Bruker’s Hysitron ATI 8800 nanomechanical metrology equipment enables companies to efficiently monitor the mechanical reliability of their products by rapidly identifying unexpected process changes though quantifiable variations in the measured mechanical properties and/or interfacial adhesion values. Nanomechanical metrology enables rapid identification of process variations to improve yields, increase product reliability, validate new processes, decrease time to market, and minimize operating costs. Measurements are fully automated with the ability to continuously monitor thin film modulus, hardness, and interfacial adhesion in a high-volume manufacturing environment.
A small force is applied to a diamond probe with a well-known geometry while the probe displacement into the material’s surface is continuously monitored. The resulting load-depth curve is the “mechanical fingerprint” of the material and is used to quantitatively calculate the mechanical properties.
Nanoindentation is applicable to every material used in the device manufacturing process. Modulus and hardness measurements are highly sensitive to changes in material composition, porosity, and thickness.
A linearly increasing normal force is applied to the thin film as the scratch probe is translated in the lateral direction. As the probe approaches the film/substrate interface, the applied stress by the translating probe causes interfacial adhesion failure.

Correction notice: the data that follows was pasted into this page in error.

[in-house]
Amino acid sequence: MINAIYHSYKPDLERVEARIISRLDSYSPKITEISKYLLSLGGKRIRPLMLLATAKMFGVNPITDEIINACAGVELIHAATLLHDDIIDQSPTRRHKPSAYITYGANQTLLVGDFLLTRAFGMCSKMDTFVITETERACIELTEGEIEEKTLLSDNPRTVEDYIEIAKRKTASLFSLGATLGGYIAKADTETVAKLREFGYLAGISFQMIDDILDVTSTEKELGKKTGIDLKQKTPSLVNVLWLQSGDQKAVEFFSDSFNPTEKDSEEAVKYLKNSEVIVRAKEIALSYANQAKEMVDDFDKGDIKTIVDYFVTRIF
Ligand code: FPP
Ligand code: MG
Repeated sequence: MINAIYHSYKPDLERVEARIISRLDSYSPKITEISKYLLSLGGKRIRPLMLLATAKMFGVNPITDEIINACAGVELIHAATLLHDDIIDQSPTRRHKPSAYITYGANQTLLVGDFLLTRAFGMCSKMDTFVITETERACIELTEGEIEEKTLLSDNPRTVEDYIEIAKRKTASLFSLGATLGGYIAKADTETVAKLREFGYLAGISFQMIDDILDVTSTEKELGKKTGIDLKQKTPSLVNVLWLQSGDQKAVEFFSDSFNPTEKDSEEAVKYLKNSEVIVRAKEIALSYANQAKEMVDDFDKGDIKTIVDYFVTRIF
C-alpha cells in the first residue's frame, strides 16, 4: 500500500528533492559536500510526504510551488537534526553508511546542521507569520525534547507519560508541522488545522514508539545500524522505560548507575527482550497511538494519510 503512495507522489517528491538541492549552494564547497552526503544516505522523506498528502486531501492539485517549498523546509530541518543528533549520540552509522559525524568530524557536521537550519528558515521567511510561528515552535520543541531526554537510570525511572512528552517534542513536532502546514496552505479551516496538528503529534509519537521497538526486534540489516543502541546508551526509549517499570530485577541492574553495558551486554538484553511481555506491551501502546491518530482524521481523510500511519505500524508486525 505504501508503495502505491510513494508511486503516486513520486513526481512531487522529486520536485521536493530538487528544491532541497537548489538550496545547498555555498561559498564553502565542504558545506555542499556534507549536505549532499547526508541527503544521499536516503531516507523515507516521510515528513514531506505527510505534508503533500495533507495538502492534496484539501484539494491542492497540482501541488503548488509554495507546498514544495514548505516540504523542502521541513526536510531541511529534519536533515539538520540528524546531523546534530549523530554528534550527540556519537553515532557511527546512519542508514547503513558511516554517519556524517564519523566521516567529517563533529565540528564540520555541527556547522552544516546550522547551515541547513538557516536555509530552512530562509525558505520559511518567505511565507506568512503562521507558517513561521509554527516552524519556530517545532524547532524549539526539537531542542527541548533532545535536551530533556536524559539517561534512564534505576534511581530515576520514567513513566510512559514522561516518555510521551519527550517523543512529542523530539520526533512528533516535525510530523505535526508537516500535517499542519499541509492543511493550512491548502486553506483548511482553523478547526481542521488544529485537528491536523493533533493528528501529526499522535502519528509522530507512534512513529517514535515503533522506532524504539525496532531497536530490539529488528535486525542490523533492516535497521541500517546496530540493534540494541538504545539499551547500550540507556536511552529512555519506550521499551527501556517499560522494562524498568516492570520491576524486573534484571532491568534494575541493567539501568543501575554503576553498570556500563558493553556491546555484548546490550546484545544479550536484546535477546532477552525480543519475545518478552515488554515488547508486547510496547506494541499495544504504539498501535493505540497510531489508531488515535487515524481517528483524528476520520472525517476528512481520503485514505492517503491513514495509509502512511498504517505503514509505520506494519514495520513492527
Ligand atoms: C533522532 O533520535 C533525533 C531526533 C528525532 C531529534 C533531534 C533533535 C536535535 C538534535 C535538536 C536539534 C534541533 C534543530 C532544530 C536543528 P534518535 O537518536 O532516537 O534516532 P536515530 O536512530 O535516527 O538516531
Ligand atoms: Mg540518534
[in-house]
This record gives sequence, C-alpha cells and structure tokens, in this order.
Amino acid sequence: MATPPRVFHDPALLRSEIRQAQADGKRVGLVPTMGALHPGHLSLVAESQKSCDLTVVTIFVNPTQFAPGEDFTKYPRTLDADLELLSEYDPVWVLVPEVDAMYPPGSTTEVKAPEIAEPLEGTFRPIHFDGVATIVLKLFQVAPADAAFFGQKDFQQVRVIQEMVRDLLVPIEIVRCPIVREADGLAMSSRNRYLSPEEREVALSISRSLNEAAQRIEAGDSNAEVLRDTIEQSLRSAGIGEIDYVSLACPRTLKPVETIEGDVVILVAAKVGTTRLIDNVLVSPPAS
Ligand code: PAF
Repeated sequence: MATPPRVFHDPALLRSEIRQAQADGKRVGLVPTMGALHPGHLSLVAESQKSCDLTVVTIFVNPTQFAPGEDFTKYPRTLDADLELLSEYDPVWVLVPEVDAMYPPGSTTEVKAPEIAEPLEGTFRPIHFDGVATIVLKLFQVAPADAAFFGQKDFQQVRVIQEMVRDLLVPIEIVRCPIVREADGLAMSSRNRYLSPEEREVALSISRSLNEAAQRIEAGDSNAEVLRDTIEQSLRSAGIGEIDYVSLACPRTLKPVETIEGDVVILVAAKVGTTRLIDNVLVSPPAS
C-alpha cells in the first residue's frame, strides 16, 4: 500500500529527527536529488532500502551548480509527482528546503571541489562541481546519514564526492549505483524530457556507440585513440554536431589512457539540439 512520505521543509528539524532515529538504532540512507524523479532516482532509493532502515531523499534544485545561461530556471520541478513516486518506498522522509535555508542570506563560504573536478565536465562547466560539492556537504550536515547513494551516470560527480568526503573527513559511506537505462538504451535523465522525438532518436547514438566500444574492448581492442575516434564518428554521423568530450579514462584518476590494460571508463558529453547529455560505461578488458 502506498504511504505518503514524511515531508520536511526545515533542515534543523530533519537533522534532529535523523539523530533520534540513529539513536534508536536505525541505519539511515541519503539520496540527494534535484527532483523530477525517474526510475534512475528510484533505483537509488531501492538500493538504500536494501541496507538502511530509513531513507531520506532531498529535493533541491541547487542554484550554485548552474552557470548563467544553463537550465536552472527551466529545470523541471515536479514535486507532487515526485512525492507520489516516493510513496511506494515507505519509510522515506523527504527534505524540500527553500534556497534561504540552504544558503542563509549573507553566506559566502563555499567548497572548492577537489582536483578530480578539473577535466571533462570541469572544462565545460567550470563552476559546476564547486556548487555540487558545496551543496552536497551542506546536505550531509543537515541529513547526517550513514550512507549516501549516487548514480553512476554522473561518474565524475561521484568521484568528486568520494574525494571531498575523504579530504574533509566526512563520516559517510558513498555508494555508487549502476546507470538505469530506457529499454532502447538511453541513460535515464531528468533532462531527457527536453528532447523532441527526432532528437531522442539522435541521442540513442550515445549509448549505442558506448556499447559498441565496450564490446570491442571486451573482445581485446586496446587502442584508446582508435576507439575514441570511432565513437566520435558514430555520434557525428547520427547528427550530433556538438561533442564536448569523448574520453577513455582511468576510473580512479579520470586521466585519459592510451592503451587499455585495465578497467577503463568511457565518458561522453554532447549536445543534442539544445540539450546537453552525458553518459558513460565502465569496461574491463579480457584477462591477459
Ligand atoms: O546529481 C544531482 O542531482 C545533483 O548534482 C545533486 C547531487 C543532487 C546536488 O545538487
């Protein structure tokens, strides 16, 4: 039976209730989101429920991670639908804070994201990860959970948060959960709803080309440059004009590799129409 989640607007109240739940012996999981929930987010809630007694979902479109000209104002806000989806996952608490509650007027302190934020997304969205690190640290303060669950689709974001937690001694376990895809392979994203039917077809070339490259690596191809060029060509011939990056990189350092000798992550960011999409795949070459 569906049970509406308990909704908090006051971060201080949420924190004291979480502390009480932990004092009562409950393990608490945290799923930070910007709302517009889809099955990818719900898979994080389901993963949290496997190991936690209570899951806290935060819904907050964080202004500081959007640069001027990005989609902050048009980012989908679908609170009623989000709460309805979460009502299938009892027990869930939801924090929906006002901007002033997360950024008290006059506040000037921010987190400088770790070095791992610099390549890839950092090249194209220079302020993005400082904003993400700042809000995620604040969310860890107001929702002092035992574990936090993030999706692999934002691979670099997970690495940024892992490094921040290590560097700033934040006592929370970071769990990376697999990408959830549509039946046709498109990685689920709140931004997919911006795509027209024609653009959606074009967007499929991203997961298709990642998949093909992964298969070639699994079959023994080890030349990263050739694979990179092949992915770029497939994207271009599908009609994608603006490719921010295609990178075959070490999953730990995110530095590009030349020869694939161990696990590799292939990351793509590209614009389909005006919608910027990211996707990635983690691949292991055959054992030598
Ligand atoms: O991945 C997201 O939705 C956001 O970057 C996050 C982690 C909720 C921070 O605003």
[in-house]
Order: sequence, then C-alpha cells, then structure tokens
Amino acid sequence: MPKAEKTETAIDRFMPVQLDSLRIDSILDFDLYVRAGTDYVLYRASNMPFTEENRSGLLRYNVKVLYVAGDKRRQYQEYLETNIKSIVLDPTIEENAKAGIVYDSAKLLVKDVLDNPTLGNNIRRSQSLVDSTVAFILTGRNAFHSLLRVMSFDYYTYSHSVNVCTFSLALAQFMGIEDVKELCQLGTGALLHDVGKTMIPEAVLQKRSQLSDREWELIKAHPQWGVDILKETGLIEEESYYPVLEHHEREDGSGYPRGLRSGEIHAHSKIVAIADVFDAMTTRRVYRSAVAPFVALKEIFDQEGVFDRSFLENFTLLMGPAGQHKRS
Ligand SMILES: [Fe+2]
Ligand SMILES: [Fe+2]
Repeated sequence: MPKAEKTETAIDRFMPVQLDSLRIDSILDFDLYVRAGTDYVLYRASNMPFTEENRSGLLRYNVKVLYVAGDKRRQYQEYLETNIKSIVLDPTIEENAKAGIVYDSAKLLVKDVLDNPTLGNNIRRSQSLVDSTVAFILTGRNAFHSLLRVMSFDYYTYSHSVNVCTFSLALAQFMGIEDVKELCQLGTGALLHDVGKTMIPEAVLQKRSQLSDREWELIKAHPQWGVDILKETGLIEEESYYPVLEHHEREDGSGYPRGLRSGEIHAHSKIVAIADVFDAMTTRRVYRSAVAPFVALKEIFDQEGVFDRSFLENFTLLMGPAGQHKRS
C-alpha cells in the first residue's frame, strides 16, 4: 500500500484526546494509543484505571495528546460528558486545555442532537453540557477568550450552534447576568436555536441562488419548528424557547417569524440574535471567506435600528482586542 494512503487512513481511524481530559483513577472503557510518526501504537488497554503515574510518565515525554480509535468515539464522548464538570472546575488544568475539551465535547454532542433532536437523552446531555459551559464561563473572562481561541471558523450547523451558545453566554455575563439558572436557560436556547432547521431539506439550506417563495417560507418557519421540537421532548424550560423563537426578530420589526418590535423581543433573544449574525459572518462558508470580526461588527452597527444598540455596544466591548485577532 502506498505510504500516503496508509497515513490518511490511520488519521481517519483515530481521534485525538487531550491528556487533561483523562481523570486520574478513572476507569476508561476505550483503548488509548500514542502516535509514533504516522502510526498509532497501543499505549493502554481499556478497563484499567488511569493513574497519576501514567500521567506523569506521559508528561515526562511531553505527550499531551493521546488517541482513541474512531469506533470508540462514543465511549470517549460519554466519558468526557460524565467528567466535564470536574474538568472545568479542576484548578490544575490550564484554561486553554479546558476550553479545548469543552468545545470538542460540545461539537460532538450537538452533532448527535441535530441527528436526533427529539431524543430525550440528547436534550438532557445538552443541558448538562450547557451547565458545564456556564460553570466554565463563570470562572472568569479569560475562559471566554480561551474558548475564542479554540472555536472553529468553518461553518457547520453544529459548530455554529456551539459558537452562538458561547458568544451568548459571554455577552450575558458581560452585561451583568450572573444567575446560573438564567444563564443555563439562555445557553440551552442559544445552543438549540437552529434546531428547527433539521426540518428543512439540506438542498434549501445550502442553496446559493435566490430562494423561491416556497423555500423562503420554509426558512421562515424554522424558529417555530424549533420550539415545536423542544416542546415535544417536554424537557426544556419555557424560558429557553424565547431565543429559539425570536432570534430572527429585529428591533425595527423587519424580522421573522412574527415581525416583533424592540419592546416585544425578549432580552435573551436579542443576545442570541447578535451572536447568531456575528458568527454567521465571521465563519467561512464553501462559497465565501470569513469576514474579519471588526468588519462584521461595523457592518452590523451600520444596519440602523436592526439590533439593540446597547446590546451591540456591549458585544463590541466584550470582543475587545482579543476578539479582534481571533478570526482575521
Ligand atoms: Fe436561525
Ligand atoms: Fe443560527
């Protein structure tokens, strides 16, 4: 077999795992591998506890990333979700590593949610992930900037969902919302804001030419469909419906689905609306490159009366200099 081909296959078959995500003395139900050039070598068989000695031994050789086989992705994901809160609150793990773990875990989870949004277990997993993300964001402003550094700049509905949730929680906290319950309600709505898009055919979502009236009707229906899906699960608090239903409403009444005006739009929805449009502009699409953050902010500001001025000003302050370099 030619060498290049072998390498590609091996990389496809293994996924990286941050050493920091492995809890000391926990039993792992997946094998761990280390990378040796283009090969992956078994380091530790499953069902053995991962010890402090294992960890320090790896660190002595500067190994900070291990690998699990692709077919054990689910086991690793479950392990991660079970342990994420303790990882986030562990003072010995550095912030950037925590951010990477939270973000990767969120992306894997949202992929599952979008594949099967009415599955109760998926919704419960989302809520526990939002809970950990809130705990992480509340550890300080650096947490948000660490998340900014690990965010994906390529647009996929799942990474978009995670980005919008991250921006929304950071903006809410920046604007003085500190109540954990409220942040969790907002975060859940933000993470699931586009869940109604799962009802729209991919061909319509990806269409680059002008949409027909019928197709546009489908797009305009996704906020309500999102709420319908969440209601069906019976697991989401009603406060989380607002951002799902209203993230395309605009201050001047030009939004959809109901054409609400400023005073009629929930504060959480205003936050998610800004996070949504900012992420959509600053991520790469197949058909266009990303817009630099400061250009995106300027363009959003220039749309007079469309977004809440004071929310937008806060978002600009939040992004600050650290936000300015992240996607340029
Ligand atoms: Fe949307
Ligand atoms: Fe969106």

Nanoscratch is a fast and repeatable in-fab technique to monitor the interfacial adhesion of thin films. A 1:1 correlation can be made between nanoscratch adhesion results and four-point bend tests.
The ATI 8800 provides highly localized mechanical property and interfacial adhesion measurements that enables the ability to quantitatively measure variations in different regions of the wafer.
Rapid advances in technology require that the majority of new products are developed using new materials and modified processes. With each new material, process, or thickness it is not possible to refer to the reliability achievements of previous devices. Given the current and future materials and thicknesses being used, there is very little room for error.
Continuous statistical sampling of the nanomechanical properties of deposited films yields great knowledge of process drift and structure changes, traditionally requiring several slower metrology tools to identify the problems.